The woman with delicate fingers stops ten paces from the street
corner. Her knitted scarf looks hand done, perhaps by
a granddaughter. There is a chestnut leather purse over one
shoulder, the weight setting her skeleton off balance. She
sets the bag down gently on the sidewalk, and her arms disappear
inside it’s mouth. She looks to be scrubbing at its molars, searching.
It is hard to tell whether or not she has found what she is looking for.
Her mouth widens side to side, a thirsty bullfrog. At first I think she is singing. She is not.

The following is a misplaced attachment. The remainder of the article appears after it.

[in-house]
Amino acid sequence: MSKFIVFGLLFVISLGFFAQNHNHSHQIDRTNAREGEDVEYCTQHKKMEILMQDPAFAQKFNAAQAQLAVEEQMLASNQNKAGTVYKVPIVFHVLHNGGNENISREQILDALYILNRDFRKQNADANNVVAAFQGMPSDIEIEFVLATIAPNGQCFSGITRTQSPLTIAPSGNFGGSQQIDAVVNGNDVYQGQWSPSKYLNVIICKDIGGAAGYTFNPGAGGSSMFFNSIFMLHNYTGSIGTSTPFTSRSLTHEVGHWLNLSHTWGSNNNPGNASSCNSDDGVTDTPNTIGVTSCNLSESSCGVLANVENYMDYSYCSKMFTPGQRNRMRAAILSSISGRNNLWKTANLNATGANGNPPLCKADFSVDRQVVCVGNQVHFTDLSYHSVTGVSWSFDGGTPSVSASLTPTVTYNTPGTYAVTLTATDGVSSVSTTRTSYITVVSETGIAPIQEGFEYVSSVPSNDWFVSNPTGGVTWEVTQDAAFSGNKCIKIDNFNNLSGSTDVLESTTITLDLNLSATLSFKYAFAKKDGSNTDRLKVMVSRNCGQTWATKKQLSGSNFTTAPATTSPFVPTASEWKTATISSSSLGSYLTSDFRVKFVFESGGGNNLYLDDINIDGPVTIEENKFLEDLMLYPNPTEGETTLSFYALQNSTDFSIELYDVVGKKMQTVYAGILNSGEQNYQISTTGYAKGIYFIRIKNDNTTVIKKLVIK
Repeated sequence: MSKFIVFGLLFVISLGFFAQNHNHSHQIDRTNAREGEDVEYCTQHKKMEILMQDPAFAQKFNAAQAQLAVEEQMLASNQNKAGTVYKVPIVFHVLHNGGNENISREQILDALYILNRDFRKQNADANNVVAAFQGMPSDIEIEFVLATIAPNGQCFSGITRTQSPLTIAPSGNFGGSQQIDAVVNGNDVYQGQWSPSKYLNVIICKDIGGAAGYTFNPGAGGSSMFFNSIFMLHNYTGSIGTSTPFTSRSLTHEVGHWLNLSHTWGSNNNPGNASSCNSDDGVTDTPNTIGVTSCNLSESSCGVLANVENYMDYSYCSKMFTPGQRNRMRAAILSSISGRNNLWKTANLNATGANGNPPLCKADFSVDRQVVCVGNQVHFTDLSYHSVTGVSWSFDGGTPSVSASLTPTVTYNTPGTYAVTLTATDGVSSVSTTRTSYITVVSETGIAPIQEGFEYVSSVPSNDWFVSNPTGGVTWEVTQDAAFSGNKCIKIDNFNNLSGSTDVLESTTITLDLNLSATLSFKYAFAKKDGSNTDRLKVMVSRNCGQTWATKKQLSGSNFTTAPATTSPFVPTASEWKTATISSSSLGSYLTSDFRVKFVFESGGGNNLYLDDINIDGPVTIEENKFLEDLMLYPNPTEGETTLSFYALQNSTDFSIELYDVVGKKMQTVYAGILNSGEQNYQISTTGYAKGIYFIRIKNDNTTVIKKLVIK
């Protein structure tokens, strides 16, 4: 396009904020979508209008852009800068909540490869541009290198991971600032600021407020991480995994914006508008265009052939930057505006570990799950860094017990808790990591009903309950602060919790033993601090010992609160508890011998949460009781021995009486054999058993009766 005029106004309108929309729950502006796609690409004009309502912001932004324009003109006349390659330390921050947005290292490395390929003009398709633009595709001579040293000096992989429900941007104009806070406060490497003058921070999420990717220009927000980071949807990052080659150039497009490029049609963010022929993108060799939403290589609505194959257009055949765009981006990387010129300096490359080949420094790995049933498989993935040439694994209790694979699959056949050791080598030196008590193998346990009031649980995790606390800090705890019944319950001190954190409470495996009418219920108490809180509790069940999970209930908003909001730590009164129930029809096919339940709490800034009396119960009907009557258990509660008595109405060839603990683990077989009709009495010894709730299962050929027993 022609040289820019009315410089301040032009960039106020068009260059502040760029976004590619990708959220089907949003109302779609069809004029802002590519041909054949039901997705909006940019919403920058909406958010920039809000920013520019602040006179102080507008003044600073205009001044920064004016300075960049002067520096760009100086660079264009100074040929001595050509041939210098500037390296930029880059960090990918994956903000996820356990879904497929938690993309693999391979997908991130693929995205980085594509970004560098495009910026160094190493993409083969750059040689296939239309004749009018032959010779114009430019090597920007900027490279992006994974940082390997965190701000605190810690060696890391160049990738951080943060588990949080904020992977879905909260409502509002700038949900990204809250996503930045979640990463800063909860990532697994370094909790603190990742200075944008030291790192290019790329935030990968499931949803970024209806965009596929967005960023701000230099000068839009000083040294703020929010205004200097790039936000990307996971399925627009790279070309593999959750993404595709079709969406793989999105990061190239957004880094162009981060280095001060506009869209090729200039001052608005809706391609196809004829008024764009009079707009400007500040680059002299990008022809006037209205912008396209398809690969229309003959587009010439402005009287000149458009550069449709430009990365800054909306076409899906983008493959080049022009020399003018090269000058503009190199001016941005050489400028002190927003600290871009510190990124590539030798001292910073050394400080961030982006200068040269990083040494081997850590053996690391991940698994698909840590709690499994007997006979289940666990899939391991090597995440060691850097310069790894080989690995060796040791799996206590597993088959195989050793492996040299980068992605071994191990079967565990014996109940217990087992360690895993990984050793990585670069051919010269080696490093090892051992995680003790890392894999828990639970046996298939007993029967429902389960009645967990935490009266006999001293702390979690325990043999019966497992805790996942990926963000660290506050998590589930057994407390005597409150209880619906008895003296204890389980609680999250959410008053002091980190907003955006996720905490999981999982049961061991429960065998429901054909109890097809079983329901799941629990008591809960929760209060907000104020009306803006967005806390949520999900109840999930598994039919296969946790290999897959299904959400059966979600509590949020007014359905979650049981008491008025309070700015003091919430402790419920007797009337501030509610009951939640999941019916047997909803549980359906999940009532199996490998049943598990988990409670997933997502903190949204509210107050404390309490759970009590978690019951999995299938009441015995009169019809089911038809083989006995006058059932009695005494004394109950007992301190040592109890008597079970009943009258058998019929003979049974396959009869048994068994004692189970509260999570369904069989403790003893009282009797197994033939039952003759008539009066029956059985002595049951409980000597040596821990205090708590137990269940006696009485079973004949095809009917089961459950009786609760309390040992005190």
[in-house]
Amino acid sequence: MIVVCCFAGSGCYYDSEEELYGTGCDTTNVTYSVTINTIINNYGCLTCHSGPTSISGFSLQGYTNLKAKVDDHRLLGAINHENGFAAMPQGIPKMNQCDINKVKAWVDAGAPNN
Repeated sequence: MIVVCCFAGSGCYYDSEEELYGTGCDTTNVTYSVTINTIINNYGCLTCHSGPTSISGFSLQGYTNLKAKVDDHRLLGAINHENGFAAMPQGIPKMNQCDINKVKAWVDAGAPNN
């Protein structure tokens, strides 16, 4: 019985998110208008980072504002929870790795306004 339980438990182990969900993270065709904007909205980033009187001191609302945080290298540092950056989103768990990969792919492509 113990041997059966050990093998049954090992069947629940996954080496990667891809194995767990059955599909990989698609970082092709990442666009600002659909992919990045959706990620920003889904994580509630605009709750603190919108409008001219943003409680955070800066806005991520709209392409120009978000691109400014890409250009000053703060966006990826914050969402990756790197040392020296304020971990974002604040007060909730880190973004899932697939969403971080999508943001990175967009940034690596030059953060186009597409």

She is wailing. The heavily lidded eyes gather moisture in the fissures
beneath sockets, she screams in Japanese. The only word
I understand is Kodomo. Child. She looks again into the bag. Perhaps she
placed its tiny frame amongst her perfumes and kleenex, its
fingers wrapped around her house key. Ten paces from the street
corner its body has grown stiff in her distraction.


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